There was no significant relation between neurocognitive functioning and sex and occupation except that employed subjects took significantly less mean time (t value 2.04; P>0.05) and mean moves (t value 2.15; P>0.05) to complete five moves problem on the Tower of London test than did unemployed subjects. Furthermore, employed subjects completed significantly more categories of WCST than did unemployed subjects (t value 2.34; P>0.05).
Clinical variables and neurocognitive functions
The association between clinical variables and neurocognitive functions was studied by pooling the data of both the patient groups. There was no relation between age of onset and any of the neurocognitive functions. As shown in [Table 4], the maximum number of correlations emerged between BPRS score and findings on the Tower of London test and the lag period before seeking treatment was associated with some of the subtests of the Tower of London test and perseverative responses on WCST. As shown in [Table 3], patients with higher duration of illness took significantly more time in completing the Digit Vigilance Test, had significantly less hits on the two-back verbal test, scored significantly less on the token test, scored significantly less on the immediate and delayed recall of complex figure test. Patients with longer lag period for treatment committed significantly more errors on color trails '2' test, had significantly less hits on the two-back verbal test, had significantly more perseverative responses on WCST, and scored significantly less on the token test. Patients with higher MADRS score had significantly less number of problems solved with minimum moves three moves problem on the Tower of London test and took significantly more moves to complete four moves problem on the Tower of London test.
|Table 4: Clinical profile and neurocognitive tests in the patient groups|
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| Discussion|| |
Neurobiological mechanisms underlying schizophrenia have been investigated more vigorously than those in other psychotic disorders, particularly DD. One aspect of neurobiology is the study of neurocognitive functions. According to existing literature, few studies have specifically assessed neurocognitive functions in patients with DD. ,,,,,
No study seems to have compared neurocognitive functions in DD with patients with paranoid schizophrenia, although both the conditions lie in the domain of 'paranoid spectrum'. The present study was an attempt in this direction.
In this comparative study, the tests of neurocognitive functions chosen were based on the findings of earlier studies on patients with DD. These studies suggested that a wide range of cognitive functions are affected in DD, notably attention, memory, executive functions, and learning. 
The three study groups were matched on variables of age, sex, and level of education. Both patient groups were evenly matched on various clinical variables, including age of onset of illness, BPRS score, MADRS score, lag period for treatment, duration of treatment, and average dose of current antipsychotics in terms of chlorpromazine equivalence. There was no significant difference in the handedness in the study groups as well. Hence, it can be said that the difference seen between the patient groups cannot be ascribed to any of these variables. Neurocognitive testing shows that in general patients with DD performed relatively poorly than the normal controls and patients with paranoid schizophrenia performed somewhere in between the other groups. Compared with healthy controls, patients with DD performed poorly on various neurocognitive tests including assessment of IQ, and these differences between DD and the controls persisted even after controlling for intelligence quotient. Earlier studies that evaluated patients with DD reported abnormalities in cognitive flexibility, associative learning, and verbal and visuospatial skills that are mediated by frontal-subcortical systems and temporal areas. The results of the present study also suggest that patients with DD have impairment on a wide range of neurocognitive functions that depend on frontal and temporal lobes. ,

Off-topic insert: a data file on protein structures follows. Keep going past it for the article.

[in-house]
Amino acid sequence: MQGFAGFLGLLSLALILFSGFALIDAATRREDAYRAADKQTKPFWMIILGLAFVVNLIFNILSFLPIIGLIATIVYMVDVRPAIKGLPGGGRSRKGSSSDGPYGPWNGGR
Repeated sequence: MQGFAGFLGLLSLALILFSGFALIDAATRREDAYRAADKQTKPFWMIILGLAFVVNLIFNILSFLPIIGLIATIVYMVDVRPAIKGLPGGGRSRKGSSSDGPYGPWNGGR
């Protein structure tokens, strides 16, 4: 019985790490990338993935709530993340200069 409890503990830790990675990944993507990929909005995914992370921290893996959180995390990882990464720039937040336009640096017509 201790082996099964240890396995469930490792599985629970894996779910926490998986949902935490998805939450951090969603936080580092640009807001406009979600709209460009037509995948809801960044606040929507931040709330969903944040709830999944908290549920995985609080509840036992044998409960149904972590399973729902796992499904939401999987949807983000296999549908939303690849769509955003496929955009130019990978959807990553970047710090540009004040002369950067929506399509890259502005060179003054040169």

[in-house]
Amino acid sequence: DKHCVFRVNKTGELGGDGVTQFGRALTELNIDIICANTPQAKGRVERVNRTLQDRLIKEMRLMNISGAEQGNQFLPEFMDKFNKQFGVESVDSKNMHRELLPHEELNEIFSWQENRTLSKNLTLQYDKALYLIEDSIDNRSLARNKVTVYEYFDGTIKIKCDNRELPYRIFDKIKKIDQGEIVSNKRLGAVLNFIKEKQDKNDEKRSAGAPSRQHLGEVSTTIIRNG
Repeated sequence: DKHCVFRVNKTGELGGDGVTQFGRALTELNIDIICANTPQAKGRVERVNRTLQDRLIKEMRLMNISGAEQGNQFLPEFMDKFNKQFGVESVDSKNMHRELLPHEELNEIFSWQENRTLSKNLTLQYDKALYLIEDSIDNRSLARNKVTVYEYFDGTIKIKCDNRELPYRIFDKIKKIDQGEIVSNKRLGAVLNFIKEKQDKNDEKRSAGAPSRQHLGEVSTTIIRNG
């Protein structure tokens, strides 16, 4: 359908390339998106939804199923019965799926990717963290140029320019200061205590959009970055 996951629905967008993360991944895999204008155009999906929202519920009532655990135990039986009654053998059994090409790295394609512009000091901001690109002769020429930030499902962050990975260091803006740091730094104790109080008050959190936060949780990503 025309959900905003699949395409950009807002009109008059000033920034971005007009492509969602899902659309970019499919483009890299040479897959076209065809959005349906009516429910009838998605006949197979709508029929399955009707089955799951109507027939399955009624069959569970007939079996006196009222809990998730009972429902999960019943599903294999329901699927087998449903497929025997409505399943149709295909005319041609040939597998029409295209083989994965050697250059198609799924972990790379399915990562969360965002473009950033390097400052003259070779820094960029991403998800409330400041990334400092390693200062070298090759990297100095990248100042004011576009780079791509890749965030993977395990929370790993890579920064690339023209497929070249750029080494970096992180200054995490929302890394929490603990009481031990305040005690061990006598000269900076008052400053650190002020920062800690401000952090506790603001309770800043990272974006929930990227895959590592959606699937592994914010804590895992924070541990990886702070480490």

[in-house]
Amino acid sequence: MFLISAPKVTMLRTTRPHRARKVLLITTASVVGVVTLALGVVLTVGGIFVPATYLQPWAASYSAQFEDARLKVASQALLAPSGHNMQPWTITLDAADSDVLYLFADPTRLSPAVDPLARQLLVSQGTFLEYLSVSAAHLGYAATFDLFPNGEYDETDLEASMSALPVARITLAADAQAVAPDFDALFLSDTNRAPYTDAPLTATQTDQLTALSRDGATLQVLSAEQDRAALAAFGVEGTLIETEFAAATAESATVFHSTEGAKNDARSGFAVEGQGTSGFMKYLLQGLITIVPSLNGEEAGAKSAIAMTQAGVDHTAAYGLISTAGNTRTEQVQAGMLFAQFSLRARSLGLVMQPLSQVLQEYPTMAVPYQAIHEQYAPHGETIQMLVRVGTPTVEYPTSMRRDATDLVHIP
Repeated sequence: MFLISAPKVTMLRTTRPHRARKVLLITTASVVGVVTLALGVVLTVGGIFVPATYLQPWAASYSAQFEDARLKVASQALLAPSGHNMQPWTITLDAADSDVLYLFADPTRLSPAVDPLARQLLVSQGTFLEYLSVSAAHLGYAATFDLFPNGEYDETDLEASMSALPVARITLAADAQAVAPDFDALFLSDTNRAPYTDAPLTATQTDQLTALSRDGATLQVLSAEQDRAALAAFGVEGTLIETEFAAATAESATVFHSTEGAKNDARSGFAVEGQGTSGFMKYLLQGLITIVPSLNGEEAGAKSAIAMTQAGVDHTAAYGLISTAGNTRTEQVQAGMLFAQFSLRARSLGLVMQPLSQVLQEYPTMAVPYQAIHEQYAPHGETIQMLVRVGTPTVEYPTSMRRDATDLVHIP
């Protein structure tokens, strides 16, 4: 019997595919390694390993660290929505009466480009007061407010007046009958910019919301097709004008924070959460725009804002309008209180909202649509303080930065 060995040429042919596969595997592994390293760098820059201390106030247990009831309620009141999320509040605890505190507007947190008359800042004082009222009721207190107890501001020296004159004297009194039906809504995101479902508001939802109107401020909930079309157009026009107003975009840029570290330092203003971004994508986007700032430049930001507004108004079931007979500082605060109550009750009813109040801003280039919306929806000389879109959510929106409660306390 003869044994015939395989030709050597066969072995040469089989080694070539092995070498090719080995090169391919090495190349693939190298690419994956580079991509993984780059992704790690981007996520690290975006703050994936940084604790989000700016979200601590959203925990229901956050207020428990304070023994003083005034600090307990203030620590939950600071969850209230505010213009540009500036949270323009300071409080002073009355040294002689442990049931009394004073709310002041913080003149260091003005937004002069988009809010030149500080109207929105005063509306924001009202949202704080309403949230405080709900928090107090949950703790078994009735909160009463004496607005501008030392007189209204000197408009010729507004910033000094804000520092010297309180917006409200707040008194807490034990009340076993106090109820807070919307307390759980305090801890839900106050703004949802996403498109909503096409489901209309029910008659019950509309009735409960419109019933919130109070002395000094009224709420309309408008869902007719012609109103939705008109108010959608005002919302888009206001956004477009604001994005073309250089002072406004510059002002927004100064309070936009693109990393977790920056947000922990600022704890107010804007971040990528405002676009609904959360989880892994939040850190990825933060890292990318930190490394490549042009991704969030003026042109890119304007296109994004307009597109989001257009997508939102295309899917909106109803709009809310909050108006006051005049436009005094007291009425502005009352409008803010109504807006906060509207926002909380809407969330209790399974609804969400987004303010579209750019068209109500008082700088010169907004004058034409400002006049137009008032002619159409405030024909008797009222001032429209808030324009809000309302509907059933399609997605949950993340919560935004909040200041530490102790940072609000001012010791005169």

Patients with DD had insignificant poor performance on various neurocognitive tests, compared with patients with paranoid schizophrenia, except for some of the tests of attention and on WCST. This finding is similar to that reported by an earlier study, although in that study patients with schizophrenia performed poorly. These minor differences between the present study and the earlier study could be due to methodological differences particularly lack of matching in the earlier study. 
There are several possible explanations for more severe neurocognitive deficits in the DD group. Neurocognitive impairment could result from poor compliance to antipsychotics often seen in patients with DD,  as there is some suggestion that chronic neuroleptic administration may improve performance on tasks requiring sustained attention and visuomotor problem-solving abilities. 
Neurocognitive deficits are well known in patients with paranoid schizophrenia. In contrast to paranoid schizophrenia, neurocognitive deficits have received less attention in patients with DD. The possible reason for the same may be that although DD runs a chronic course, patients with disorders mostly have good functionality and usually do not stick to treatment; hence, they are less frequently assessed for their neurocognitive deficits. Findings of the present study suggest that neurocognitive deficits are quite prevalent and are more severe in patients with DD compared with those with paranoid schizophrenia. Considering that both the disorders lie in the same paranoid spectrum, it is quite possible that the same underlying biological factors may be responsible for neurocognitive deficits in both the disorders.
The present study is limited by small sample size. The sample was homogeneous in terms of age, basic level of education, and duration of illness, which may not reflect diverse clinical situations in real-life patients.
To conclude, the present study suggests that compared with the paranoid schizophrenia group, the persistent DD group showed significant impairment on the tests of focused attention and set shifting. Compared with normal controls, patients with persistent DD have significant impairment on the tests of focused attention, visual working memory, set shifting, visual learning and memory, and tests of IQ.
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[Table 1], [Table 2], [Table 3], [Table 4]